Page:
Rousseff deserved a full term in office

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von Hans Dembowski

Rousseff deserved a full term in office

The suspension of President Dilma Rousseff in Brazil is deeply irritating. The impeachment proceedings have harmed the country’s young democracy.

It is true that Rousseff has become extremely unpopular. The reasons are a painful recession and her government’s involvement in a massive corruption scandal at Petrobras, the state-owned oil corporation. Nonetheless, the impeachment process, in the course of which legislators have now suspended her from office, is flawed. For several reasons, it is undermining rather than stabilising Brazil’s democracy:

  • Impeachment is meant to be a juridical process, not a political one. Rousseff, however, has not been accused of any personal wrongdoing in the Petrobras affair, but only of using garbled budget data in an election campaign. The legal case against her is therefore extremely week. No one doubts that the budget issue is only a flimsy pretext.
  • Many politicians who have been driving the impeachment are themselves accused in the Petrobras scandal. One of Rousseff’s most vocal critics has even been suspended from office by the Supreme Court.
  • The involvement of many parties, not just Rousseff’s, in the Petrobras scandal is systemic. Rousseff’s government used some of the money to bribe other parties to support it. The other parties are therefore not cleaner than Rousseff’s.
  • Transition President Michel Temer is neither more popular than Rousseff nor above suspicions himself. However, he lacks her electoral legitimacy. Should he be impeached or forced to resign, the next politicians in line to assume Brazil’s top leadership do not have better reputations either.
  • In formal terms, Rousseff’s impeachment process will take another six months. She may return to power in theory. That is unlikely, but possible. It is thus not clear that Temer’s transitional administration will last.
  • The current political turmoil does not help to tackle the underlying problems of the recession. Instead, legislators have now set the dangerous precedent of impeaching a president when the mood in the country turns sour. This may well spell serious trouble in future crises.
  • This is all the more harmful as Rousseff’s rhetoric of a coup is overblown, but not complete nonsense. The opposition parties never quite accepted her narrow victory in the past election, and Brazil has a history of elitist and undemocratic government, not least under military dictators. Rousseff’s claims of being victim of a coup resonates with many of her voters.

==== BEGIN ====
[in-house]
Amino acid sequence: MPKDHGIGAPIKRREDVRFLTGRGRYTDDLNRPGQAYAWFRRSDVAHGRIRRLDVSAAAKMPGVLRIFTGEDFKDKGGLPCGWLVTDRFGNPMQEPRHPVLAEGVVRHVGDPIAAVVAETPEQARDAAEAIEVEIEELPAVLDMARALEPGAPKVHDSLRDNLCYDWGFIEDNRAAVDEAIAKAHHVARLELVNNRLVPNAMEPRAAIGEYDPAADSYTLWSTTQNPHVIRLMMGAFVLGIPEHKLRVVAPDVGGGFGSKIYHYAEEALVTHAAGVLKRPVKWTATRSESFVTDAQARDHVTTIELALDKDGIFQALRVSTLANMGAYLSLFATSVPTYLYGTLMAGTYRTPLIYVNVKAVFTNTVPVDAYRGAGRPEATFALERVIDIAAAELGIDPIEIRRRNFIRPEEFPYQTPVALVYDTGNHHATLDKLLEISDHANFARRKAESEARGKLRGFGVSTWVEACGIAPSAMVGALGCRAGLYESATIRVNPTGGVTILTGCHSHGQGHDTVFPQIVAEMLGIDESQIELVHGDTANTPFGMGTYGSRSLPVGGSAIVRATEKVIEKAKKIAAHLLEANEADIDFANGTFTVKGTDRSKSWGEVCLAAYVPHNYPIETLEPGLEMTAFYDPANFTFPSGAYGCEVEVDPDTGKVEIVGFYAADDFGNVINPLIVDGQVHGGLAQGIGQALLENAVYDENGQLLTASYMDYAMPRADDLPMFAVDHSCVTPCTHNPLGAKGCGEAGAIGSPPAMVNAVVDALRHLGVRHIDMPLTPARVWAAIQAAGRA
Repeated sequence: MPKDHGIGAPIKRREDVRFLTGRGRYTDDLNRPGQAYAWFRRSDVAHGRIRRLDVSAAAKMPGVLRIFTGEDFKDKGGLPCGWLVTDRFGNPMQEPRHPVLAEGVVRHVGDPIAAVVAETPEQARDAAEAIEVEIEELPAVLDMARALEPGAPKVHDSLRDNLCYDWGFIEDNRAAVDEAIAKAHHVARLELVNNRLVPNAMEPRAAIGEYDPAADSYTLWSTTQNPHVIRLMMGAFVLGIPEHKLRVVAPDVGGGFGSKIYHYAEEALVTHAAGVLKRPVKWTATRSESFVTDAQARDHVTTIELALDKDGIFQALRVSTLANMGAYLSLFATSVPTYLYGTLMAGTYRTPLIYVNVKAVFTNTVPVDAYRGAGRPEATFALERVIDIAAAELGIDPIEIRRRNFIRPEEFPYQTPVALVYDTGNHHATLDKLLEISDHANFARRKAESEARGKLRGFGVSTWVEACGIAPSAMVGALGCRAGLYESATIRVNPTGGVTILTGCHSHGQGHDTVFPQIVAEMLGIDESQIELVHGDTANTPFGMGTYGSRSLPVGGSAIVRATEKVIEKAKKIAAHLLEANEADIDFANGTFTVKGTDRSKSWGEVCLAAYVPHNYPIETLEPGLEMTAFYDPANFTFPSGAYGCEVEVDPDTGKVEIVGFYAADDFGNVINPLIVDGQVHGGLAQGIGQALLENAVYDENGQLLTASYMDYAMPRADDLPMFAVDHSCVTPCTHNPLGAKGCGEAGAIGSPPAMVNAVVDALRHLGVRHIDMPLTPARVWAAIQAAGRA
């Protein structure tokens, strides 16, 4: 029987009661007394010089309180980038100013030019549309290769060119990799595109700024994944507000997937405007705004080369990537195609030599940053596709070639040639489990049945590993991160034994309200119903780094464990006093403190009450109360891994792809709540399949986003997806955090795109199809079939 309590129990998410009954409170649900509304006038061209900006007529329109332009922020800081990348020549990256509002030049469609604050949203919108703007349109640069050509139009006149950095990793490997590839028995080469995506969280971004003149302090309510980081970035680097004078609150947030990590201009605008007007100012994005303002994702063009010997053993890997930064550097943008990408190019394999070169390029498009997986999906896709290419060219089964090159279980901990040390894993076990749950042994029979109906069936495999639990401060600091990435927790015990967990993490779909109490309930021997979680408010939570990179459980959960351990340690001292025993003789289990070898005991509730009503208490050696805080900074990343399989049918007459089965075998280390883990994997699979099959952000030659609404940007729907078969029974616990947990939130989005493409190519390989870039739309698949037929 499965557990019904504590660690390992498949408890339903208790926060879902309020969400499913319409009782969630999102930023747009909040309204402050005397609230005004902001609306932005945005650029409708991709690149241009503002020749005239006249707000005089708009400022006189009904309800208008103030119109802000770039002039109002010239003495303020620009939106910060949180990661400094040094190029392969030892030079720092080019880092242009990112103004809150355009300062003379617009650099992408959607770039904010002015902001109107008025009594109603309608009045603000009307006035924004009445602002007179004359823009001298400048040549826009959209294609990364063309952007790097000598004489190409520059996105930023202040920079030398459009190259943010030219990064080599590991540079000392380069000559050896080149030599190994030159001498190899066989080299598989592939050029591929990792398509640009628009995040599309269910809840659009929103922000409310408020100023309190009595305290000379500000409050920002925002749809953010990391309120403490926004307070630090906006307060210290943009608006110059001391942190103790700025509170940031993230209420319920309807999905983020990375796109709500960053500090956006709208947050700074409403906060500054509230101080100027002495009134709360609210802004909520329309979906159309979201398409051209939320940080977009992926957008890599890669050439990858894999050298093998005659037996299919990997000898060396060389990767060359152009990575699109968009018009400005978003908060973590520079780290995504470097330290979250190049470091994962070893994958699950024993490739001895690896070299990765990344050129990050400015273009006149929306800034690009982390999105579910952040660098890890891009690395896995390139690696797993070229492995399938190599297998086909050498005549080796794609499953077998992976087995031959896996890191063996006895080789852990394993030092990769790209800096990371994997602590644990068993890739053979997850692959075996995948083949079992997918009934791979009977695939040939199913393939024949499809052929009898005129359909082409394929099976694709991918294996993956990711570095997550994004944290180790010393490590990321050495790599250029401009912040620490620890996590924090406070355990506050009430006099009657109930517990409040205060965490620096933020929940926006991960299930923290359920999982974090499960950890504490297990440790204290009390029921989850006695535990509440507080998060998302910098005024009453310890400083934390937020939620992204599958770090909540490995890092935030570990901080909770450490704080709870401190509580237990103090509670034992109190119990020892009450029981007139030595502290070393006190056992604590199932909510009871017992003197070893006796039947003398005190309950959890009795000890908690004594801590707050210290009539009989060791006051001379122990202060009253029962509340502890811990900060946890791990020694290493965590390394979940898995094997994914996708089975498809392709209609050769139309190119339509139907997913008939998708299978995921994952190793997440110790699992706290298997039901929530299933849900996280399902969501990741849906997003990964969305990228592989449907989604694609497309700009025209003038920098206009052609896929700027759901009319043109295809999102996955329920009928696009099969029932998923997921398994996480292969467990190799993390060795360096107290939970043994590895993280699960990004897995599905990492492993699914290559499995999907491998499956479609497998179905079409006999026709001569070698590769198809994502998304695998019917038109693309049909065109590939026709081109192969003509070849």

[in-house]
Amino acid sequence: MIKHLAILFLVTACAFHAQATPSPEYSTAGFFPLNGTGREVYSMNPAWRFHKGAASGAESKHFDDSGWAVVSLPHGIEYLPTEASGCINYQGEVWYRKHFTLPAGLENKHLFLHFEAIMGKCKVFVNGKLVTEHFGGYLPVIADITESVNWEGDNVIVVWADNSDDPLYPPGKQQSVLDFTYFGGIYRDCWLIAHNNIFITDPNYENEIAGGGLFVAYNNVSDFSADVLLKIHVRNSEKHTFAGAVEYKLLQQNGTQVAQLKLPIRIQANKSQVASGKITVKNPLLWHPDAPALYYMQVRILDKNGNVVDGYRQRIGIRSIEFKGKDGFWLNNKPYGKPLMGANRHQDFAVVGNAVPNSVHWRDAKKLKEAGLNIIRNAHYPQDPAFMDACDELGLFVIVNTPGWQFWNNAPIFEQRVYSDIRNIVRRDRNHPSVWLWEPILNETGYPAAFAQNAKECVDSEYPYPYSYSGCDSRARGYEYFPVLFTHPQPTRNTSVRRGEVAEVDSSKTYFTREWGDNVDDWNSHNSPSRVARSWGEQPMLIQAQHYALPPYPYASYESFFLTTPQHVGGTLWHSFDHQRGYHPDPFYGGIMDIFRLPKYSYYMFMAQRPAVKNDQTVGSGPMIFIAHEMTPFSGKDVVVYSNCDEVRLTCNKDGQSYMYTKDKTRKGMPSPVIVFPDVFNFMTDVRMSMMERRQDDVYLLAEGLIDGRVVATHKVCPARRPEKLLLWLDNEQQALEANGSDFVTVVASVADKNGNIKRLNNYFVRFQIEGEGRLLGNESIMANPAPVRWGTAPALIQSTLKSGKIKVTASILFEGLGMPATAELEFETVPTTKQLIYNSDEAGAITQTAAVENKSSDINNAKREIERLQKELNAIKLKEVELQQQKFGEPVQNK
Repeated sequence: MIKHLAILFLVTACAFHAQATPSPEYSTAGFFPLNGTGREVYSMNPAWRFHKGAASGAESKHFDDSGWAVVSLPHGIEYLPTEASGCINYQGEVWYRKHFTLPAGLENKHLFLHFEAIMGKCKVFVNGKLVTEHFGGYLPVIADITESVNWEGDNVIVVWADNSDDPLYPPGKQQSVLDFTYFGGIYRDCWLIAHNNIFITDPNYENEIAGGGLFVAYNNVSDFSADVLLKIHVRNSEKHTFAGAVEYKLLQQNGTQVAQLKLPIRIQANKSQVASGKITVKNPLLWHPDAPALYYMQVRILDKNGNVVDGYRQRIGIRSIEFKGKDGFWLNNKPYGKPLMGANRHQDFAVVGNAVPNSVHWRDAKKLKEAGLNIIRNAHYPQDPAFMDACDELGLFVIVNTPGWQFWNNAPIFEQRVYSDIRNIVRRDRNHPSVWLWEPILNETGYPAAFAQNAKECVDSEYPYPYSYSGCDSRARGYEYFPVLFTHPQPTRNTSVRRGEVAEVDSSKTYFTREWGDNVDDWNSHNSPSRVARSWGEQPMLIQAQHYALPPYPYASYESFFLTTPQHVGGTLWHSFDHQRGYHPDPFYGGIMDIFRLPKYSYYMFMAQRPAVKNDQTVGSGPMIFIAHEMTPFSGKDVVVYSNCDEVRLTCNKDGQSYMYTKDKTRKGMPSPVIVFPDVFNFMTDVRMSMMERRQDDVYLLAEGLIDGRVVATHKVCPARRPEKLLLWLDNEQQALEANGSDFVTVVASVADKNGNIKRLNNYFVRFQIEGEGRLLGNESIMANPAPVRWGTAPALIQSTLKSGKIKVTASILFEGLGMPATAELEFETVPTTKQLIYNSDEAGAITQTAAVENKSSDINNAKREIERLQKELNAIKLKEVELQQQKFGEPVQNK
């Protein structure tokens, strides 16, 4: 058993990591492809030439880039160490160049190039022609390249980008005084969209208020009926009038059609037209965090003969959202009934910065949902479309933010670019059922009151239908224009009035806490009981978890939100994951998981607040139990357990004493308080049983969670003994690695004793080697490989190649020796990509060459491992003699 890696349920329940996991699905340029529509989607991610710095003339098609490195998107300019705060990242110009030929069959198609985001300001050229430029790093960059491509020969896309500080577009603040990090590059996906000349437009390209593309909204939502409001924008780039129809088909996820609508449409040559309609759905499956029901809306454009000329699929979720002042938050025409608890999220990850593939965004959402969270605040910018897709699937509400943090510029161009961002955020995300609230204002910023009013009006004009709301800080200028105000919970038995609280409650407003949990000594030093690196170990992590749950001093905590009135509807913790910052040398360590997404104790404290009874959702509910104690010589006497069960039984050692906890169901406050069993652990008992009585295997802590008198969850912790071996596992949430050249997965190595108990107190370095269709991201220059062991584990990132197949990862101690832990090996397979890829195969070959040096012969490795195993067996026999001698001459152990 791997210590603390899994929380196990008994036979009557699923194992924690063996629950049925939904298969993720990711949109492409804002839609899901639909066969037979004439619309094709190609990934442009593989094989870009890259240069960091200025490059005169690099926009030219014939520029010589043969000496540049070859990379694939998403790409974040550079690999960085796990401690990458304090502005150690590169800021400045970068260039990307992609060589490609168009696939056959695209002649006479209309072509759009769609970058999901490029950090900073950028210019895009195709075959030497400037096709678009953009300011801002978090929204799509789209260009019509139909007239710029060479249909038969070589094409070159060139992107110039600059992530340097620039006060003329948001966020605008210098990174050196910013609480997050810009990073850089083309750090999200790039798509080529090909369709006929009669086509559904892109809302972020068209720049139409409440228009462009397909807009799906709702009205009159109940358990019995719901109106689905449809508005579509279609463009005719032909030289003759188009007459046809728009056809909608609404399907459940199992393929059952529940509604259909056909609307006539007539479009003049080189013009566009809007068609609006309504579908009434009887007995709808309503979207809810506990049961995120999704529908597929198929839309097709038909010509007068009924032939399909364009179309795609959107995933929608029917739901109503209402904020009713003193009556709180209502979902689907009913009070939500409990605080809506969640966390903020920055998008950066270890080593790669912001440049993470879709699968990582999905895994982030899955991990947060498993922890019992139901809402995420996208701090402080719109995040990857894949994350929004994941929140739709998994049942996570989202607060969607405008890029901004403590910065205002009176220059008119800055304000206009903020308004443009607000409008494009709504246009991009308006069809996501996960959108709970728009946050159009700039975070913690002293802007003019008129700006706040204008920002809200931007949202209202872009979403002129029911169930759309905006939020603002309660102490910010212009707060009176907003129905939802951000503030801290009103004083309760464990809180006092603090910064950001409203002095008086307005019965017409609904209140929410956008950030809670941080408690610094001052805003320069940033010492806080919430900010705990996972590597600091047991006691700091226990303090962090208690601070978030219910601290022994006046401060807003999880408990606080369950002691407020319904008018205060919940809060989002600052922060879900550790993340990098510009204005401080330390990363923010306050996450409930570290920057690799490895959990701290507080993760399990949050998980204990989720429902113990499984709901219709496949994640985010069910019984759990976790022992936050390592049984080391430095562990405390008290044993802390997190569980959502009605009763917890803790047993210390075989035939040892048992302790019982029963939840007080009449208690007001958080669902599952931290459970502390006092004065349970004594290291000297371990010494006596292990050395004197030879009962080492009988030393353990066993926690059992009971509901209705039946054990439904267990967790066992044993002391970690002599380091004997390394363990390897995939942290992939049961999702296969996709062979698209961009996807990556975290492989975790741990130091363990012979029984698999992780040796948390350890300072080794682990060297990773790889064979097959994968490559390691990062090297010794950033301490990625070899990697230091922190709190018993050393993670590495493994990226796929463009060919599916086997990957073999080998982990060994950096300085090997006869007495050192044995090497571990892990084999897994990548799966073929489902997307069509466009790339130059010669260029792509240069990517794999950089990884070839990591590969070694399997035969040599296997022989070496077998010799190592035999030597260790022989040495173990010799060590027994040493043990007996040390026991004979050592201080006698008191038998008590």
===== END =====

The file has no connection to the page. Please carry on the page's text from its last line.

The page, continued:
None of this means that Rousseff should not be taken to account for the Petrobras mess, but citizens should do the reckoning when the next elections take place. Rousseff won a valid democratic mandate in the last elections, and – unless proven guilty in a serious legal sense – she deserves a full term in office. The country’s judiciary has become stronger during her and her predecessor Lula da Silva’s tenure, and it would have been wise to let the judges do their work instead of politicising the affair.

Democracy depends on checks and balances. What is currently happening in Brazil, looks unbalanceed. All institutions of the state have been damaged: the presidency, the legislature and the judiciary. 


P.S.: Temer has now appointed his cabinet. Apparently all members are white men. That is not a re-assuring message in a country as diverse as Brazil.

P.P.S.: There is a trend of likening Brazil to Venezuela, where left-leaning President Nicolás Maduro is confronted by an increasingly assertive praliament and announced a state of emergency claiming he needs to prevent a Rousseff-like, foreign-backed coup.

Brazil's party system is fragmented and many legislators are involved in the Petrobras affair that is now blamed on Rousseff. Rousseff, moreover, did not show contempt for democratic institutions. In Venezoela, in contrast, the opposition won a coherent two-thirds majority in legislative elections in December last year. Maduro has a track record of athoritarian leanings and disrespect for the opposition - and so did his mentor and predecessor Hugo Chávez. Venezuela's legislators have a mandate to change the course of policymaking, and the president's talk of international conspiracies is irresponsbile.

In Brazil, however, it seems quite likely that legislators want to bury the Petrobras affair and blame everything on the suspended president - who, ironically, has not been accused in the affair personally so far.



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